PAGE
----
I’ve got a fully expanded post on these issues here.

  • http://gameswithwords.fieldofscience.com gameswithwords

    @German: If you don’t read any science yourself, then yes, it is true, the only way you know if something is scientific fact is by asking a scientist. Alternatively, you could read the actual experiments or do experiments yourself.

    Two things make a scientific theory successful: (a) it provides deep, satisfying explanations for the state of the world, and (b) it makes good predictions about the future. These are in theory separable, but to the extent they are separated, most scientists focus on (b). Whether or not a scientific theory correctly predicts the future is not a matter of opinion. It either does or it doesn’t.

    You are right, though, that there is some circularity here. The scientific method is provably the best method of producing theories that do a good job of predicting the future precisely because that’s at the core of the scientific method. Why evaluate theories in terms of their ability to predict the future? Why not prefer theories that are most intuitively correct? No reason. Science can only tell us about the state of the world, not about which parts of the world we should care about.

  • http://www.kinshipstudies.org German Dziebel

    “If you don’t read any science yourself, then yes, it is true, the only way you know if something is scientific fact is by asking a scientist. Alternatively, you could read the actual experiments or do experiments yourself.”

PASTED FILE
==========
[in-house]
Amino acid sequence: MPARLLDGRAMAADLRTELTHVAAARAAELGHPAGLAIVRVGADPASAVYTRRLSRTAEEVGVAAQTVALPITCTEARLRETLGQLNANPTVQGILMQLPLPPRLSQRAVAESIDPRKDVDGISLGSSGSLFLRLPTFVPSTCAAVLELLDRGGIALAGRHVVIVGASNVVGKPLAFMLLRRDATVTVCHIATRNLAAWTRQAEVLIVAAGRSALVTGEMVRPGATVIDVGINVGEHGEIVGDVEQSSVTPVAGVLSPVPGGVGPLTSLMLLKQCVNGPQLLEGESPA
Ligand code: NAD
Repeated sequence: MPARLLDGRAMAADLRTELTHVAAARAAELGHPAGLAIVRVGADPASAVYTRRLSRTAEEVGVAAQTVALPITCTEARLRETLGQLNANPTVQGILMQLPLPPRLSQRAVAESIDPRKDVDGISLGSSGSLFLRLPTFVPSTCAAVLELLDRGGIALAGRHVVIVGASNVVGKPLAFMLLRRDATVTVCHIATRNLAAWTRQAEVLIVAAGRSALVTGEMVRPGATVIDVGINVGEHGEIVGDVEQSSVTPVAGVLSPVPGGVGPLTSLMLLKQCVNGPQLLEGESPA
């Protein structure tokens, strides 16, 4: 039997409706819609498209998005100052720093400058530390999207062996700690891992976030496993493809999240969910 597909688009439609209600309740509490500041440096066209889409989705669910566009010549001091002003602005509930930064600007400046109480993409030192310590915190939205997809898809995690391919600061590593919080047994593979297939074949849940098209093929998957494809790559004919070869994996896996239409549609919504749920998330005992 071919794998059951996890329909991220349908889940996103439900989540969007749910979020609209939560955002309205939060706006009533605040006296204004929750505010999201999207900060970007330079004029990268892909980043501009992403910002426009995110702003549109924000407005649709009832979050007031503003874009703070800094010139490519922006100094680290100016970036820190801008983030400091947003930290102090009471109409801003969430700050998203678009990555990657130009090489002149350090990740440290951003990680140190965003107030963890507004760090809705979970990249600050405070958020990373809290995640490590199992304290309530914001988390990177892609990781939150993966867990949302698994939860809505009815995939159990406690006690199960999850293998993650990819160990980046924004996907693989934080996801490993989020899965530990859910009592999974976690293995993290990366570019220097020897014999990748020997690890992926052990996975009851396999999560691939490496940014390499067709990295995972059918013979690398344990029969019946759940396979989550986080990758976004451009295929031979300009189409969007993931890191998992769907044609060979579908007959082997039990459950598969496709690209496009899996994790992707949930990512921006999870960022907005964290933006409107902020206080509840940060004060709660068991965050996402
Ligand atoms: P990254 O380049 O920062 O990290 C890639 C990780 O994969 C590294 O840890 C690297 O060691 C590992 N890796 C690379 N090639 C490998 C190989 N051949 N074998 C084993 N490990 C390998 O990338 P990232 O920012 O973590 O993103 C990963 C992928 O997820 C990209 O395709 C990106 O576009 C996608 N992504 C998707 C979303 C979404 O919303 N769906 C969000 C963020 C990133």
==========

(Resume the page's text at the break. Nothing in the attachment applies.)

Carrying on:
By becoming a scientist yourself you can’t solve the problem of circularity. You can forget about it and just join the culture of experimentation and believing in results. Science is like Communism – it works as long as everybody buys into it. If someone refuses to buy into it, it reverts back to Capitalism or the free, unregulated production of knowledge that “works.”

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Gene Expression

This blog is about evolution, genetics, genomics and their interstices. Please beware that comments are aggressively moderated. Uncivil or churlish comments will likely get you banned immediately, so make any contribution count!

About Razib Khan

I have degrees in biology and biochemistry, a passion for genetics, history, and philosophy, and shrimp is my favorite food. In relation to nationality I'm a American Northwesterner, in politics I'm a reactionary, and as for religion I have none (I'm an atheist). If you want to know more, see the links at http://www.razib.com